2012 YEAR IN REVIEW
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- Bain Capital buys majority stake in parka maker Canada Goose
By Cameron French TORONTO (Reuters) - Bain Capital, the U.S. private equity firm, has bought a majority stake in Canada Goose Inc, a family-owned company which had been seeking an investor to help it meet demand for its high-end cold-weather gear. The two companies did not disclose the purchase price or the size of the majority stake bought by Bain, but said in a statement on Tuesday that Canada Goose Chief Executive Dani Reiss will remain in his position and maintain a "significant" stake in the company. Canada Goose has built a name on its pricey fur-lined parkas and other winter items, which the company boasts are manufactured in Canada, in spite of higher manufacturing costs than in other locations. In April, the company hired investment bank Canaccord Genuity to find a partner to bring additional equity into the company, with Reiss saying at the time that a minority partner was preferred.
- Air Canada to buy up to 109 Boeing 737 MAX planes
Air Canada said on Wednesday it will purchase up to 109 of Boeing Co's 737 MAX under its narrow-body fleet renewal plan, a major win for the aircraft maker and significant shift in supplier for Canada's largest carrier. The agreement, which includes 61 firm orders, will replace Air Canada's existing mainline fleet of Airbus narrow-body aircraft, the carrier said, confirming an earlier Reuters report. The deal marks a substantial competitive victory for Boeing over Airbus and a rebound on its home turf after Airbus displaced it at low-cost Mexican airline VivaAerobus in a fierce contest earlier this year.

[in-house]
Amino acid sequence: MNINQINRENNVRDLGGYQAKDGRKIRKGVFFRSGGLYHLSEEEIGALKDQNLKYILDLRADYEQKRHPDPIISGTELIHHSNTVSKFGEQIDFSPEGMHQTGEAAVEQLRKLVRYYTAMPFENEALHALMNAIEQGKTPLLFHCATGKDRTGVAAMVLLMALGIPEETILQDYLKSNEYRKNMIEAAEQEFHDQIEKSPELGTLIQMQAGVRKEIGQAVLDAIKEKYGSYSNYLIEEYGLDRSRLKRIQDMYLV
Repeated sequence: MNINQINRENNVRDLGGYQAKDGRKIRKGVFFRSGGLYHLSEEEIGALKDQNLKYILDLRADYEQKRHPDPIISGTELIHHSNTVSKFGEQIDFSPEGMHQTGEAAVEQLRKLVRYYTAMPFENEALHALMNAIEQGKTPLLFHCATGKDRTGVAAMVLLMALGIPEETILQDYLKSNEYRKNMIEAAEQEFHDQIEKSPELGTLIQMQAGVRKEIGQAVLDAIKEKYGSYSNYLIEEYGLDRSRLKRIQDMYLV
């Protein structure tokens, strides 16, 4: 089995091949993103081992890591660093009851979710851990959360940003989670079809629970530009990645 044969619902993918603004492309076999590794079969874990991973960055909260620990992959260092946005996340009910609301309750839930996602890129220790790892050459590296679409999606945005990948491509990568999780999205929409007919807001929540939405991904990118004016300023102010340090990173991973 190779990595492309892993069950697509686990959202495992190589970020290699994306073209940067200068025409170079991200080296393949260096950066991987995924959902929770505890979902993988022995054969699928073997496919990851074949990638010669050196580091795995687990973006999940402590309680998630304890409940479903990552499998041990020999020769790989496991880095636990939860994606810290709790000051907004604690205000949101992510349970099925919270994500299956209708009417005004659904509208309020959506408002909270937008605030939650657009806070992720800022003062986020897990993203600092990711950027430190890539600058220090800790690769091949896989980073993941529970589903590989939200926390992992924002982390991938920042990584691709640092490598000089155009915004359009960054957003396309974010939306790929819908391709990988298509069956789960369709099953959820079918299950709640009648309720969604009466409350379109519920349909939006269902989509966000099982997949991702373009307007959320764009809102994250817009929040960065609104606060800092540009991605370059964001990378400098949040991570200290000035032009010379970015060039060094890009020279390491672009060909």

- GM doesn't owe $450 million in retiree benefits: U.S. judge
A federal judge said General Motors Co is not required to pay $450 million to cover medical benefits for retirees, in a defeat for the United Auto Workers union. In a 36-page decision, U.S. District Judge Avern Cohn in Detroit said on Tuesday that the current GM did not assume any obligation for the payment, which the automaker had contracted to make two years before its June 2009 bankruptcy filing. The payment had been part of a June 2007 contract between the old GM, its former Delphi Corp affiliate and the UAW. It was not, however, included in a different contract over medical benefits signed in July 2009 by the GM that emerged from Chapter 11.
- Budget deal reached amid conservative opposition
By Richard Cowan and David Lawder WASHINGTON (Reuters) - Budget negotiators in the Congress have reached an agreement on Tuesday that, if approved by the House and Senate, could restore some order to the nation's chaotic budget process and avoid another government shutdown on January 15. The chief negotiators, Democratic Senator Patty Murray and Republican Representative Paul Ryan, were to announce details at a news conference at 6 p.m. ET (2300 GMT). The most immediate result would be to avoid starting the new year with another government shutdown on January 15. The government was partially closed from October 1 to October 16 after a battle over Obamacare held up passage of a measure to fund the government.
- Lululemon aims to move past gaffes with new CEO, chairman